“I love the interactive classes because that’s where I learn, like I don’t learn from writing. I need someone to teach me through it. I saw this classroom where everyone was just sitting in a circle and the prof sat there too, like all in a circle, all interacting with one another and that’s how they were being taught and for me that’s the best way for me to learn.”

“Discussion groups have really helped me, just going through different scenarios and articles and stuff like that and our prof is really good at directing the conversation when he could tell things are getting maybe off track, he kind of redirects it. And we had a lot of guest speakers, it gets boring to sometimes read those books but those practical stories are more interesting.”

-Student testimonials from the Wellness Strategy Report  highlight the impact on learning and engagement where multiple means of engagement are used in a course.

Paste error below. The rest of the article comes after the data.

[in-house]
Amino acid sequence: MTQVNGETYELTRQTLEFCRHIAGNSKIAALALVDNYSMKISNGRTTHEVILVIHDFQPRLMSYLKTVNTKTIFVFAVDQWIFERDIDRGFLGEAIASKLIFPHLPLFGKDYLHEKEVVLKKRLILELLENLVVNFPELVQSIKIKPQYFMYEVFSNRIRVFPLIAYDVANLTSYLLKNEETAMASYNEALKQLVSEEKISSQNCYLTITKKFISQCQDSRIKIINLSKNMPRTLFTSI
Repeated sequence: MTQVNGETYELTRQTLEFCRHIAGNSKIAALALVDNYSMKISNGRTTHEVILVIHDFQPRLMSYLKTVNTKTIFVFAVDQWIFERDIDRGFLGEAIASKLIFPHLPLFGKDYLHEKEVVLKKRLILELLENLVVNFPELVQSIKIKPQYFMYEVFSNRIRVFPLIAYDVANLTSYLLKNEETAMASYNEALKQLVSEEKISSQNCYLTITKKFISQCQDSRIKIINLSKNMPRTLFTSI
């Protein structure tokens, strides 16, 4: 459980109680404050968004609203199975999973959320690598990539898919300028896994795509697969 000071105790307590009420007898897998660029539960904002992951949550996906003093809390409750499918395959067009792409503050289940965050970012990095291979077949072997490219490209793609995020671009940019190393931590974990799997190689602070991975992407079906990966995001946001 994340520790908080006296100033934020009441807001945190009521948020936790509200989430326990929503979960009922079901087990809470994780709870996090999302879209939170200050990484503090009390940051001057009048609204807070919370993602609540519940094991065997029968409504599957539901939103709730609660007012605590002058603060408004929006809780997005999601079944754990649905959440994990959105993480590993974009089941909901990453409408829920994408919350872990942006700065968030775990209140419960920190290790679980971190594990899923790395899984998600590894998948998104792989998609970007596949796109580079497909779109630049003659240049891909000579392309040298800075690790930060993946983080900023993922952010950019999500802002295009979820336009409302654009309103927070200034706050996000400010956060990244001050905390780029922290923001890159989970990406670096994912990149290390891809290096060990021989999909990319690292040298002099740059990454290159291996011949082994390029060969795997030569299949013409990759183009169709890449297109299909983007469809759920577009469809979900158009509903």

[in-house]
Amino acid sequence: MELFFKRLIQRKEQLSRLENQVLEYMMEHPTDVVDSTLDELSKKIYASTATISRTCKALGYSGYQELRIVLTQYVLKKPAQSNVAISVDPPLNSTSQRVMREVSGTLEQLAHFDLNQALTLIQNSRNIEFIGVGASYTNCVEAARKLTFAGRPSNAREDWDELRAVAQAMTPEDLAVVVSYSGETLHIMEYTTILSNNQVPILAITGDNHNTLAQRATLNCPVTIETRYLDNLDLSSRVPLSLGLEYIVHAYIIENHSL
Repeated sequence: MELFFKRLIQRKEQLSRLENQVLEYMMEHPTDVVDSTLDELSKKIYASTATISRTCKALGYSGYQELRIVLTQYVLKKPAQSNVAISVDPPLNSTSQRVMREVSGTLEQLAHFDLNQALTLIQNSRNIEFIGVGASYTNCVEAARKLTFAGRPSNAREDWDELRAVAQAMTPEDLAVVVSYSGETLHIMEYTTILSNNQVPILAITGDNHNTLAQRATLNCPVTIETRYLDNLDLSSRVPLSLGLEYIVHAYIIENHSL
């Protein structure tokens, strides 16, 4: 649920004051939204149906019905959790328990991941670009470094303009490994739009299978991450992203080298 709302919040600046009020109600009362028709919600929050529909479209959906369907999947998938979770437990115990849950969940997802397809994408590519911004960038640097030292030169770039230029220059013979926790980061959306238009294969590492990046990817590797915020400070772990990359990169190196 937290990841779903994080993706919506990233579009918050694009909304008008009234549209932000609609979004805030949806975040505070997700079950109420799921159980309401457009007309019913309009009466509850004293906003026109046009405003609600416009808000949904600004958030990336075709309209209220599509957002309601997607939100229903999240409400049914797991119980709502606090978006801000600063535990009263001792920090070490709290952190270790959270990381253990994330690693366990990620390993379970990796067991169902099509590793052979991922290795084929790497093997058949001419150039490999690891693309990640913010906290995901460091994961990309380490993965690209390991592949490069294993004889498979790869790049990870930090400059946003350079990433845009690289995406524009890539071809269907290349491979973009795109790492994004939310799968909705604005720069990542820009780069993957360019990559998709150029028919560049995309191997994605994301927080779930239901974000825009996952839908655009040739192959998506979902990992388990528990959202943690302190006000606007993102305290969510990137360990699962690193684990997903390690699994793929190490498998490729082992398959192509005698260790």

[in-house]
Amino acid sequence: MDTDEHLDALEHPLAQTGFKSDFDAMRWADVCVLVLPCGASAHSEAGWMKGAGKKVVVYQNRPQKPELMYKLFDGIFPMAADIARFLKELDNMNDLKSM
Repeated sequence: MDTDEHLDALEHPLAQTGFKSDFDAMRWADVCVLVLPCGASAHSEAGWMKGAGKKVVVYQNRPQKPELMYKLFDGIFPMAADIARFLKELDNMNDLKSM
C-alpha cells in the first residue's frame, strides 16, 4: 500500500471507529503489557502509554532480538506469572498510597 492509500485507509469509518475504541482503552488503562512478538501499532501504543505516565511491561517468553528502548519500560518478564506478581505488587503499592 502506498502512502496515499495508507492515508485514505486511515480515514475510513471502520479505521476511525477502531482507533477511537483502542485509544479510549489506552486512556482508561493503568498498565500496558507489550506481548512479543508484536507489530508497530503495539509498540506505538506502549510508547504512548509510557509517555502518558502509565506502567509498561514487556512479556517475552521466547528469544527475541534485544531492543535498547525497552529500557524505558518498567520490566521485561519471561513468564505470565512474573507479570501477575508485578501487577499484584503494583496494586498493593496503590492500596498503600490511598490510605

The following short video from the Southern Illinois Professional Development Center offers an overview of this UDL principle.

What might “Multiple Means of Engagement” look like in the classroom?

This table provides some examples for implementing multiple means of engagement in a postsecondary classroom. Categories are listed on the left, with ideas for implementation on the right.

Examples for implementing multiple means of engagement in a postsecondary classroom
Multiple Means of Engagement Putting it into Practice
Variety in teaching and learning activities
  • Provide a variety of active learning tasks that allow for participation, exploration, and experimentation
  • Incorporate discussions and small group activities into lecture classes
  • Embed engagement materials in lecture notes, such as sample exam questions or puzzles